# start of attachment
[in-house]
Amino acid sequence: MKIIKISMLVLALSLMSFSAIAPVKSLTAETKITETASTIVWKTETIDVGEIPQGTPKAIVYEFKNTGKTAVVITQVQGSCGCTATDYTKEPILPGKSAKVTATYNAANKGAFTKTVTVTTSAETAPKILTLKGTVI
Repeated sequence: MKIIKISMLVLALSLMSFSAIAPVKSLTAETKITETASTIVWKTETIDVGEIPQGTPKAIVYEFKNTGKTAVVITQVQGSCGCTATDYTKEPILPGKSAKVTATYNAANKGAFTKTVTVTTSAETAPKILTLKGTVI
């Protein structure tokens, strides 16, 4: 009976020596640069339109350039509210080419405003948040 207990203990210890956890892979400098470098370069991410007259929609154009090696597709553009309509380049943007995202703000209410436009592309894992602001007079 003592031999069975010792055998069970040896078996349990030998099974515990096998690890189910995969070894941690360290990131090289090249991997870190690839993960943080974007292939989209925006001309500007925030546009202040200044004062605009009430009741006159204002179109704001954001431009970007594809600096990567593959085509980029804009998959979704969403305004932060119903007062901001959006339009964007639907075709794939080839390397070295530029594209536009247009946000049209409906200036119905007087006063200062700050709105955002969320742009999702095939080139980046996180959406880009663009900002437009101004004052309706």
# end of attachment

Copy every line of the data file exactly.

[in-house]
Amino acid sequence: MKIIKISMLVLALSLMSFSAIAPVKSLTAETKITETASTIVWKTETIDVGEIPQGTPKAIVYEFKNTGKTAVVITQVQGSCGCTATDYTKEPILPGKSAKVTATYNAANKGAFTKTVTVTTSAETAPKILTLKGTVI
Repeated sequence: MKIIKISMLVLALSLMSFSAIAPVKSLTAETKITETASTIVWKTETIDVGEIPQGTPKAIVYEFKNTGKTAVVITQVQGSCGCTATDYTKEPILPGKSAKVTATYNAANKGAFTKTVTVTTSAETAPKILTLKGTVI
């Protein structure tokens, strides 16, 4: 009976020596640069339109350039509210080419405003948040 207990203990210890956890892979400098470098370069991410007259929609154009090696597709553009309509380049943007995202703000209410436009592309894992602001007079 003592031999069975010792055998069970040896078996349990030998099974515990096998690890189910995969070894941690360290990131090289090249991997870190690839993960943080974007292939989209925006001309500007925030546009202040200044004062605009009430009741006159204002179109704001954001431009970007594809600096990567593959085509980029804009998959979704969403305004932060119903007062901001959006339009964007639907075709794939080839390397070295530029594209536009247009946000049209409906200036119905007087006063200062700050709105955002969320742009999702095939080139980046996180959406880009663009900002437009101004004052309706």